Shining a light on eyelid cancer

HOUSTON – This time of year, many are now spending more time out in the sun and for some -- not wearing the proper shades. You could be setting yourself up for danger.

Many people like Mary Wells lather on the lotion, spray on the SPF -- but are you protecting your eyes?

“I did a lot of tanning beds and sun exposure, everything you're not supposed to do,” she said.

Wells was a sun worshipper at a young age and it was only a matter of time before skin cancer struck.

“It was really just a line that looked like a line of dots, very close to my lower lash line,” Wells said. “It looked more like a rash or something.”

In 2010, Wells was diagnosed with skin cancer on her eyelid, needed surgery to remove it and reconstructive surgery to protect her vision.

Studies show up to 10-15 of all skin cancers occur in the eyelids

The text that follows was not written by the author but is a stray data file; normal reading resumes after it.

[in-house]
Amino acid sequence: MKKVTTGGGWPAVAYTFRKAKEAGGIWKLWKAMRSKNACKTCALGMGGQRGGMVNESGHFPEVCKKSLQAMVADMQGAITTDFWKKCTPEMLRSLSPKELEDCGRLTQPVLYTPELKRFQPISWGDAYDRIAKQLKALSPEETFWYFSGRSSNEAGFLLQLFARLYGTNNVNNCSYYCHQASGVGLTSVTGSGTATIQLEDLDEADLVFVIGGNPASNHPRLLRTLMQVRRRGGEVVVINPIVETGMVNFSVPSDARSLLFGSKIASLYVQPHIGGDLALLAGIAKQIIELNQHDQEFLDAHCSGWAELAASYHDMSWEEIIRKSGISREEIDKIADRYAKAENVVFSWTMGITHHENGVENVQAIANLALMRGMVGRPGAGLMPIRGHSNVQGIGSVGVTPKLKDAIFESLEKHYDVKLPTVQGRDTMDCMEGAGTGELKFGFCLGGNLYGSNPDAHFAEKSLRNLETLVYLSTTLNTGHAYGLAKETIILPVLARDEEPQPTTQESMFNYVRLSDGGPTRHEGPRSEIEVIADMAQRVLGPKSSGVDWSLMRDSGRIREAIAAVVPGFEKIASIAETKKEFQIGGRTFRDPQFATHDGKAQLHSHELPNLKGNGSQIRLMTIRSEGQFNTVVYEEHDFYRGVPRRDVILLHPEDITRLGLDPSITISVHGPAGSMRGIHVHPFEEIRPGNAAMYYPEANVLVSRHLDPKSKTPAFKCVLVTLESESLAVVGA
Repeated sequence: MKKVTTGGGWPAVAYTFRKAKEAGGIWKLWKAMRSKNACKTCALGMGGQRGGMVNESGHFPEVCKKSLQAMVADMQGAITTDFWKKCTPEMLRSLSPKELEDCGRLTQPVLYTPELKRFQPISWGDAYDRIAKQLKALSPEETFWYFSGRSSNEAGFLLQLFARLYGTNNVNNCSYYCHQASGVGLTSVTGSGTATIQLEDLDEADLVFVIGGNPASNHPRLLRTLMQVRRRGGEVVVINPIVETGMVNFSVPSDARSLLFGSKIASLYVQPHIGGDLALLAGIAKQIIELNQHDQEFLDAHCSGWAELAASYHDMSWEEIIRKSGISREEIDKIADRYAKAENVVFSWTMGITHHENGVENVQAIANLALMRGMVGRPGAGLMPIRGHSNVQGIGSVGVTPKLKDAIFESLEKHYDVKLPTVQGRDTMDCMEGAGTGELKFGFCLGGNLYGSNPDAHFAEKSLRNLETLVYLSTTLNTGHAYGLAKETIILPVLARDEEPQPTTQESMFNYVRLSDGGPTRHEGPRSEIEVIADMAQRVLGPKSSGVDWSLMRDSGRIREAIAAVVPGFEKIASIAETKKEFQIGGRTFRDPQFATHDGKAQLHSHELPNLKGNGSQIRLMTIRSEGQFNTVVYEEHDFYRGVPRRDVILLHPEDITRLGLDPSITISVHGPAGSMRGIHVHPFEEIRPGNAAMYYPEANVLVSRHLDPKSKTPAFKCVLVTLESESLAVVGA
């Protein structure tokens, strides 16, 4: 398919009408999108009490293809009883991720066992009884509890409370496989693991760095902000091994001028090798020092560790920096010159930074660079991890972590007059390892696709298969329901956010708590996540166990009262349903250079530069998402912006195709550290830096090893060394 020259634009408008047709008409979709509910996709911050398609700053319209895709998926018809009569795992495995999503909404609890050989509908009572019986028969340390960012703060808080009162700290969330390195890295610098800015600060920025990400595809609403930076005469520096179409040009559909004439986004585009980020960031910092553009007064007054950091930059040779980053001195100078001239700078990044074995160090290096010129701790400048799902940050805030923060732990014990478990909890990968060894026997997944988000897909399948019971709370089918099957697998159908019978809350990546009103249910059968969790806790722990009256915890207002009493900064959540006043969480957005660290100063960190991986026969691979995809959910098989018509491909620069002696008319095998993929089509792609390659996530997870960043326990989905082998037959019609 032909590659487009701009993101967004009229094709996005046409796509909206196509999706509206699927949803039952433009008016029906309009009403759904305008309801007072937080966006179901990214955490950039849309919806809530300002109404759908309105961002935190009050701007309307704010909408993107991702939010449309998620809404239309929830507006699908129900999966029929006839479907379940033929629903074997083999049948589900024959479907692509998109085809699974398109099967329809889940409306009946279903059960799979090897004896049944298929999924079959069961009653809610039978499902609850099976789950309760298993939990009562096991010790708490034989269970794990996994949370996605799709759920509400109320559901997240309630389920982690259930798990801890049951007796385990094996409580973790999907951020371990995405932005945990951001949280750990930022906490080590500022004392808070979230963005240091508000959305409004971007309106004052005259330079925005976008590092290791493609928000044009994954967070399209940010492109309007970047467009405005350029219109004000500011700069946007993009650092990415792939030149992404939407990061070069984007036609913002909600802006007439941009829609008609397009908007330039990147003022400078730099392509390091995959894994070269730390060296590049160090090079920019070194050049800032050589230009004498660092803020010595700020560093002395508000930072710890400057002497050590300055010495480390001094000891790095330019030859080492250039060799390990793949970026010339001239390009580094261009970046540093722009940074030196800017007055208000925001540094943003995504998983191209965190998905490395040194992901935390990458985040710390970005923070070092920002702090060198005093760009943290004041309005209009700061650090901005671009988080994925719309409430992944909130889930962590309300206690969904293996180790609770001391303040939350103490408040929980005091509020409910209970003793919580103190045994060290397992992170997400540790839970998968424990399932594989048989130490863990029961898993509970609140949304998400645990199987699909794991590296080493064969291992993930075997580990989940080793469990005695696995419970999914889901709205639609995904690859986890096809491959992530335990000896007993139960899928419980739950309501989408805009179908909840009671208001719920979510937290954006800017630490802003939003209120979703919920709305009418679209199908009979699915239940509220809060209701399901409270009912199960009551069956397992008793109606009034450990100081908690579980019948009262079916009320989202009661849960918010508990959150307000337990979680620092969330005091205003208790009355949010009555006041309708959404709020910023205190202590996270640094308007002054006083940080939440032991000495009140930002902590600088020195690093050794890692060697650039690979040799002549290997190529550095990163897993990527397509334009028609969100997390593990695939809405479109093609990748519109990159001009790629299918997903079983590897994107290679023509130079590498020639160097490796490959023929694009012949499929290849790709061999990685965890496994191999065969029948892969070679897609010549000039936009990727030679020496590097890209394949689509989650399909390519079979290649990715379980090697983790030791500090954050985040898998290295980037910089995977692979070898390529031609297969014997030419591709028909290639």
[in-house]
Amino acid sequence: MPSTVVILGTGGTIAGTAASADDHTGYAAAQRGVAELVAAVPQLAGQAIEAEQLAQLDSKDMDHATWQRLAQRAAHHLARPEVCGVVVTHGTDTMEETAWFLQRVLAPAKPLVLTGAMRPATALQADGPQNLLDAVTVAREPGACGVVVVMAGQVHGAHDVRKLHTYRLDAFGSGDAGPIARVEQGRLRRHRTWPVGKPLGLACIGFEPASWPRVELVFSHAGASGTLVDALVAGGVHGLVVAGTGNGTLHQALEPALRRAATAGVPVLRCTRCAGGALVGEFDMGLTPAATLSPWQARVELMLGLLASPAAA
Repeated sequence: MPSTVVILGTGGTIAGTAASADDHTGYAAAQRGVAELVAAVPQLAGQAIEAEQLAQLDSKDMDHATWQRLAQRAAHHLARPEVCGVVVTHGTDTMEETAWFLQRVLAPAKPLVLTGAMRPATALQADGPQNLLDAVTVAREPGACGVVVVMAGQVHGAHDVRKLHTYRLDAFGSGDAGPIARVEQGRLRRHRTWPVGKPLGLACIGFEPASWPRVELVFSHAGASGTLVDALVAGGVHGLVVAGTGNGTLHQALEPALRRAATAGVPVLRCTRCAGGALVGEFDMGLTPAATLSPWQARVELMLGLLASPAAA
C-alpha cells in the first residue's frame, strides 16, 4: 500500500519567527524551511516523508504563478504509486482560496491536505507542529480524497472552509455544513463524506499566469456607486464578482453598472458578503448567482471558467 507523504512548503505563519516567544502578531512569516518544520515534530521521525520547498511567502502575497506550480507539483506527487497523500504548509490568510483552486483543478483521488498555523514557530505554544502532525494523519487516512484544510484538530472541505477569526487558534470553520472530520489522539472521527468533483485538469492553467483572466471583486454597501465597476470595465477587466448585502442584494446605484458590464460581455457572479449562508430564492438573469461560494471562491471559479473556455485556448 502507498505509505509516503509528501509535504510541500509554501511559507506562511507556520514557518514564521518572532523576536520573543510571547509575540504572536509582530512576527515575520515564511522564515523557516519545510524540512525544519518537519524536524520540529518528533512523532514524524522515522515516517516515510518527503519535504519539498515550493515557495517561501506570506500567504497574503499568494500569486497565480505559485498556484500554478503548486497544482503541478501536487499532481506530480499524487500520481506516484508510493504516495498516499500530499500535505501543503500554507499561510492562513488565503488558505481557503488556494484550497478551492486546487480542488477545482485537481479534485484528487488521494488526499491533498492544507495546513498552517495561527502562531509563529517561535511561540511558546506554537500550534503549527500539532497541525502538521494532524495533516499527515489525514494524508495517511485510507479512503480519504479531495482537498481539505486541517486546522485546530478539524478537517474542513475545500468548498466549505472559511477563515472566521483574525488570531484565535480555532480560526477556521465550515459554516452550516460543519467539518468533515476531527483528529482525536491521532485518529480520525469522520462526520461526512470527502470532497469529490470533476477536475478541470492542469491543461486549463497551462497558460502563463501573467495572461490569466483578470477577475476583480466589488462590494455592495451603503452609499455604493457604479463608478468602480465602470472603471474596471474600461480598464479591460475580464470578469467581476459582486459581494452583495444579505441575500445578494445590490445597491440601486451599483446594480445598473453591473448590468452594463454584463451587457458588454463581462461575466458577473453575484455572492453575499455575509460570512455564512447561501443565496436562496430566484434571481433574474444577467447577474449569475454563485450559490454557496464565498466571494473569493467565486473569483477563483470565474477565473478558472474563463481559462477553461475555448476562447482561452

Ophthalmologist, Doctor Mirwat Sami specializes in removing cancers and reconstructing the eyelid.

“It's not just the aesthetics only, its protection of the vision itself,” Sami said.

The good news is - reconstructive surgery leaves patients with few signs of the cancer.

“Most people don't notice it unless I point it out,” Sami said.

Christopher Cragin also had cancer removed after years of surfing and playing soccer left him exposed.

“You should have a little thought before you go out and enjoy the sun and there's nothing wrong with doing that as long as you're protecting yourself,” Cragin said.

Mirwat said the key prevention is protection; Start with a hat and sunglasses.

And it's important to begin these practices at a young age. Children need a hat and UVA-UVB sunglasses when they go outdoors.